"Ultra Confusing and Unconvincing"
What You Need To Know:
ULTRAVIOLET is a cartoonish, unconvincing and confusing science fiction thriller. It also contains an excessive amount of killing and some foul language. The heroine’s concern for the child in the movie is very admirable, but the villains are associated with images of a cross and the head villain’s title is Vice Cardinal. The movie contains no other implied or explicit negative references to Jesus Christ or the Catholic Church, despite this implied anti-Christian allegory
(HH, AbAb, O, FR, B, LL, VVV, M) Strong humanist, science-oriented worldview with an implied anti-Christian allegory, plus occult references to a blood disease turning people into some kind of vampire, though what kind of vampire is unclear, and a comment is made implying a works righteousness and false idea about God, mitigated by some positive concern for the life of a victimized child in danger, which plays a major role in the plot; 14 obscenities and four light profanities and character vomits; excessive violence, with a little blood, includes many killings, point blank shootings, gunfights, swordfights, chases, motorcycle crashes through wall, and man burns to death but you only see the fire; no sex; rear female nudity during X-ray machine scene; no alcohol; no smoking; and, villain makes a clone to study diseases, pathogens and cures, and, when asked whether she believes God exists, heroine says God will welcome her for killing the evil villain.
ULTRAVIOLET is a cartoonish science fiction movie with lots of unconvincing CGI graphics and sets. Its story, dialogue and visuals are also extremely confusing much of the time.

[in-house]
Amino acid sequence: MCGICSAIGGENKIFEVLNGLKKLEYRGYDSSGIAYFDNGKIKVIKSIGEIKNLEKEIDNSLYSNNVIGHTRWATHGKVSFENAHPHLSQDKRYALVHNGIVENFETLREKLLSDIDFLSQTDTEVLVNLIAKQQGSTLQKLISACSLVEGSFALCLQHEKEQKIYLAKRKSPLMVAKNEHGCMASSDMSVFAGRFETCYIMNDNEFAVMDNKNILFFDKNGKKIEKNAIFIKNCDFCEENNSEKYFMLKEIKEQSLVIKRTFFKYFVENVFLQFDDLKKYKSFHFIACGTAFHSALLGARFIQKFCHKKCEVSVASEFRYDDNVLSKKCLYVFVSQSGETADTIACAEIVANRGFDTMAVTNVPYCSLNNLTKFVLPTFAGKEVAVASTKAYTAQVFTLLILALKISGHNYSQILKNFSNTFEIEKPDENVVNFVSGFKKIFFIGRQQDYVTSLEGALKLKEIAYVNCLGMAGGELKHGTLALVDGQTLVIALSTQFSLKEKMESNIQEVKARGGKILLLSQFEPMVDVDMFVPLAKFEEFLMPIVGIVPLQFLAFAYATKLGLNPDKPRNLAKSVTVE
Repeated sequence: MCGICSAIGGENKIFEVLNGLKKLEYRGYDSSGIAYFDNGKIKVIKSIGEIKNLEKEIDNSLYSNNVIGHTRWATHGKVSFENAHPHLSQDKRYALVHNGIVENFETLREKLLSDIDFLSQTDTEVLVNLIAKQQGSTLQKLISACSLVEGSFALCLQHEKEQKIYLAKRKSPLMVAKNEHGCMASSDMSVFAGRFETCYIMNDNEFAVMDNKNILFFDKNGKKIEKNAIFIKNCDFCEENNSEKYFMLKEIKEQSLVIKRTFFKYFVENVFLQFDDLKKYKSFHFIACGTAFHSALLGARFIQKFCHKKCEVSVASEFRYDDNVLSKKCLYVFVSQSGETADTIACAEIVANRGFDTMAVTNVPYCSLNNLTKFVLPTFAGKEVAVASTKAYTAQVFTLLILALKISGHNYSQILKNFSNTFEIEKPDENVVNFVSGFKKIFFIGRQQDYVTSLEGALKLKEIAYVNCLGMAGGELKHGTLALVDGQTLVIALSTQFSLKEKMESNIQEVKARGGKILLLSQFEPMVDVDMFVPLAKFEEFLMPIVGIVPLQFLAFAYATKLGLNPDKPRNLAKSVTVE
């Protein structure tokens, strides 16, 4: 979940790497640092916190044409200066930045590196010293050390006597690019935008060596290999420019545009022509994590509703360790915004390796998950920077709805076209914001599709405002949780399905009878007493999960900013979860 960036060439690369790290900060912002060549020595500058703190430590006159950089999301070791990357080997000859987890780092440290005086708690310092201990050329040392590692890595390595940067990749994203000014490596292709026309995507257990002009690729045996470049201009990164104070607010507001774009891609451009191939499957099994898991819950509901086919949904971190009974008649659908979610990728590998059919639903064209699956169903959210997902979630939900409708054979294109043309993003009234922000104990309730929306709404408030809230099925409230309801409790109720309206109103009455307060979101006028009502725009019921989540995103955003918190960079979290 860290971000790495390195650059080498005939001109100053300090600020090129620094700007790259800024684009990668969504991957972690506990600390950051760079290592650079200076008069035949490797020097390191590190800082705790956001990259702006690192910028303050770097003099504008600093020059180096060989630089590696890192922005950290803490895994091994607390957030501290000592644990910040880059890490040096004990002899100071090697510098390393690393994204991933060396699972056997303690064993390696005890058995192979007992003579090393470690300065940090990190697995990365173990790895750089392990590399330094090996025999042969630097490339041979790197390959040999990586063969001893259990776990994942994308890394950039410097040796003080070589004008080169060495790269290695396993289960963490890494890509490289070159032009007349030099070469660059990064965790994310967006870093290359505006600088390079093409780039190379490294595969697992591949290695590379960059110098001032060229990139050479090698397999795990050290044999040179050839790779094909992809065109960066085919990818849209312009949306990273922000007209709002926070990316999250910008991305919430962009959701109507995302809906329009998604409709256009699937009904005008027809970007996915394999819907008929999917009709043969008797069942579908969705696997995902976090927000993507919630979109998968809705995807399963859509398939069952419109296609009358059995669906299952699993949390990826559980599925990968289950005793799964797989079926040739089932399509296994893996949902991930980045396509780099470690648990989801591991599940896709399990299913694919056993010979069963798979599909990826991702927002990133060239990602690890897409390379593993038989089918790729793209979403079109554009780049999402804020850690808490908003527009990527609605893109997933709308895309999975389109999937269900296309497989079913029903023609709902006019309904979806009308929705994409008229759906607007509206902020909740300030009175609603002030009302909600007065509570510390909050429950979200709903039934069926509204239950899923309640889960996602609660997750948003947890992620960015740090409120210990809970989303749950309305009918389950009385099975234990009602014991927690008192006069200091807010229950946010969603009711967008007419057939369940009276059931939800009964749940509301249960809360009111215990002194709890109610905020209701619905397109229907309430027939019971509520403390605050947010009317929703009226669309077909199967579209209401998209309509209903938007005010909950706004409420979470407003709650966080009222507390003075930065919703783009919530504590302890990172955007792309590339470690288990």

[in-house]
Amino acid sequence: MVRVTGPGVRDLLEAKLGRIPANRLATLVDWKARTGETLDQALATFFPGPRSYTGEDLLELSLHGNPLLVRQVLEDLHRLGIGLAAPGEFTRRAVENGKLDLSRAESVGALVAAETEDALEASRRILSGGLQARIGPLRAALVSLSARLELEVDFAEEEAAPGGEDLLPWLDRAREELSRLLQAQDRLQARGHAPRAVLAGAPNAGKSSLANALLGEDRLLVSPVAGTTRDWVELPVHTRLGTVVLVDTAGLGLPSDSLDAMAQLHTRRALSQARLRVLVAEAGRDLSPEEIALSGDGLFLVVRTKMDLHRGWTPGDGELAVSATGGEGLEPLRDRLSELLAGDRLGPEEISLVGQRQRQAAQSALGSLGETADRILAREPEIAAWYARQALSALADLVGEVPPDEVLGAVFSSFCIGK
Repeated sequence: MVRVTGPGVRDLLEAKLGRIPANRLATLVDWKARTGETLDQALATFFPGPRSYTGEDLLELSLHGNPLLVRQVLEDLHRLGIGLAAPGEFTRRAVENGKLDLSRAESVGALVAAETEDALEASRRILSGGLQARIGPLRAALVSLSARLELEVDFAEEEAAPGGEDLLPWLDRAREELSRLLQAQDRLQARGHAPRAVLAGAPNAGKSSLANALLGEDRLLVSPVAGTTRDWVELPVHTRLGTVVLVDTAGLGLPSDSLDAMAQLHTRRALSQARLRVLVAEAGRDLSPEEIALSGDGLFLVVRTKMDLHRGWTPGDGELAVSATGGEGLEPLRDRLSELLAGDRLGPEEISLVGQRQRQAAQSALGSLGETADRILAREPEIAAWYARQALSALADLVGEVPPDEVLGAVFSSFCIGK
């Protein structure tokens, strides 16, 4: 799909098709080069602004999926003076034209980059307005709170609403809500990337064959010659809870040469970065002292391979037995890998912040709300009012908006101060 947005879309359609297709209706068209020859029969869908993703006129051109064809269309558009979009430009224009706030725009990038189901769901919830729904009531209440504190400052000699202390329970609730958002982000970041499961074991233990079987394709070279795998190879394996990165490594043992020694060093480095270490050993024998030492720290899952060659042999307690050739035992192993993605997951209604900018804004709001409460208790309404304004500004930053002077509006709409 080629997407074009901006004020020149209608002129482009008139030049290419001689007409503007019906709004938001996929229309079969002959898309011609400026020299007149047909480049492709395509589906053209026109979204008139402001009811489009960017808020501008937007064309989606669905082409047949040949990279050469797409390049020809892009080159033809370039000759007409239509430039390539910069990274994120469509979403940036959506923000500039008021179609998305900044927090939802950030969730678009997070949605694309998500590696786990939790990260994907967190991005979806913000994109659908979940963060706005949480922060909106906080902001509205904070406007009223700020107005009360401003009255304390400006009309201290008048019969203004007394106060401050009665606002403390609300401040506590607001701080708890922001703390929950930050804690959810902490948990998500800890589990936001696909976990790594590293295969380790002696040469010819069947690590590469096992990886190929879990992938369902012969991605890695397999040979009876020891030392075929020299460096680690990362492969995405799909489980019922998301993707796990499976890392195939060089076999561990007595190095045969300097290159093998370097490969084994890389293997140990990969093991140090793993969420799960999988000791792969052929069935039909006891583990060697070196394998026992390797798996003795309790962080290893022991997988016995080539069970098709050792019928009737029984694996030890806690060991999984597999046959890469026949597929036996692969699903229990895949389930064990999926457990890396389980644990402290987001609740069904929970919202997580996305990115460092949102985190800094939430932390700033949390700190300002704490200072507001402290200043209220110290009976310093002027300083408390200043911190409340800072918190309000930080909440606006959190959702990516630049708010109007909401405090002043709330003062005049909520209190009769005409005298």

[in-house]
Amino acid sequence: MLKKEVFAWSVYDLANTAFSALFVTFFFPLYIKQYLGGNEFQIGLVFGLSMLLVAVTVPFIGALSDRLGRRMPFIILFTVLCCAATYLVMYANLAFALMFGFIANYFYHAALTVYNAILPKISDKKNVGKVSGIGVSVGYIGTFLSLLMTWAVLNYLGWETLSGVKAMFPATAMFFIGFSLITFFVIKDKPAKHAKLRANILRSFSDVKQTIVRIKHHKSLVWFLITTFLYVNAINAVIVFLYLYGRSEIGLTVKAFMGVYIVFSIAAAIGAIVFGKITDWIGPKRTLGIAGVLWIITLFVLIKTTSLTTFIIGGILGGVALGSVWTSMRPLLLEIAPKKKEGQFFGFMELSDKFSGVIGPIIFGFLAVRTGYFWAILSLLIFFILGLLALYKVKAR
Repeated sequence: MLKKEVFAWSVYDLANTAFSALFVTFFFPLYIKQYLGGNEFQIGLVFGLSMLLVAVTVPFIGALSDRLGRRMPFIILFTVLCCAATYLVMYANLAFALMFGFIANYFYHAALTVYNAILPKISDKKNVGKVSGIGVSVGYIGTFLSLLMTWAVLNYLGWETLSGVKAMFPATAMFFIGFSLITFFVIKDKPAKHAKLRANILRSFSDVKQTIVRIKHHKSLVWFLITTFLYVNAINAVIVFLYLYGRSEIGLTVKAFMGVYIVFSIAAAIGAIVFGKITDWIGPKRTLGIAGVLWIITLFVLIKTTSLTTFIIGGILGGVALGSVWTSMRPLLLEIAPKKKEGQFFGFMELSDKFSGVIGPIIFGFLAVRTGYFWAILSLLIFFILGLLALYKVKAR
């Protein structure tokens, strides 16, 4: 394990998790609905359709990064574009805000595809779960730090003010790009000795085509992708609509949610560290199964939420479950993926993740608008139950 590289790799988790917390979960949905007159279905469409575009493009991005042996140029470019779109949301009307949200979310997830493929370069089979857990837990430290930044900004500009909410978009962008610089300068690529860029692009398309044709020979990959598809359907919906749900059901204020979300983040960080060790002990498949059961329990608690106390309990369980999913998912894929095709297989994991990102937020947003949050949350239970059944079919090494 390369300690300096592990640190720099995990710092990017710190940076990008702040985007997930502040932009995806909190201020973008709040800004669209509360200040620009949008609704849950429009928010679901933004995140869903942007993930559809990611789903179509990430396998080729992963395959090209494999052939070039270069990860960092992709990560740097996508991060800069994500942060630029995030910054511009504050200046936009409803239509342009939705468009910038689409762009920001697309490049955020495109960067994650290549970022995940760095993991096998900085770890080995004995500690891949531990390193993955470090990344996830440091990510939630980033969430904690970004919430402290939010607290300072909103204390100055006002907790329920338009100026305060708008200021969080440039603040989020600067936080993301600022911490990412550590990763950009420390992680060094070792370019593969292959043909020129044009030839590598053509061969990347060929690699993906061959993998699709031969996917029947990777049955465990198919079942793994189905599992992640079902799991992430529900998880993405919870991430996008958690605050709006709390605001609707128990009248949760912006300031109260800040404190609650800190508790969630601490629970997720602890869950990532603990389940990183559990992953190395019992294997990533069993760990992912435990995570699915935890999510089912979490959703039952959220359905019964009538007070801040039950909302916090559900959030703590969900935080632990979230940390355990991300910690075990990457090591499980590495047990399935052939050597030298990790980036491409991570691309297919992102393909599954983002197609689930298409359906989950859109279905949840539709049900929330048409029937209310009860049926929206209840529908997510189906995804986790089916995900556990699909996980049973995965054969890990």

ULTRAVIOLET focuses on a woman named Violet, who has come down with a blood disease that turns people into some kind of vampire. The movie is unclear whether these vampires crave blood or not, though they seem to have superhuman strength and quickness. The humans still left are waging war on the vampires. Their society has turned into a tyranny led by Vice Cardinal Daxus, a well-dressed man whose regime is symbolized by images of crosses.
Violet wades through hundreds of the Vice Cardinal’s men to retrieve a white case that supposedly contains a pathogen that will wipe out all vampires for good. She discovers the case contains a small boy, who is the Vice Cardinal’s clone. Despite the risk, Violet endangers her own life by protecting the boy from her own kind and the Vice Cardinal’s men. More killing and angst ensues.
In addition to being unconvincing and confusing, ULTRAVIOLET contains an excessive amount of killing, though there is a little blood. The heroine’s concern for the child in the movie is very admirable, but the villains are associated with images of a cross and the head villain’s title is Vice Cardinal. The movie contains no other implied or explicit negative references to Jesus Christ or the Catholic Church, but it still appears to be an allegory attacking the Bible’s condemnation of homosexual behavior, a perverted lifestyle that itself has led to a deadly blood disease called AIDS.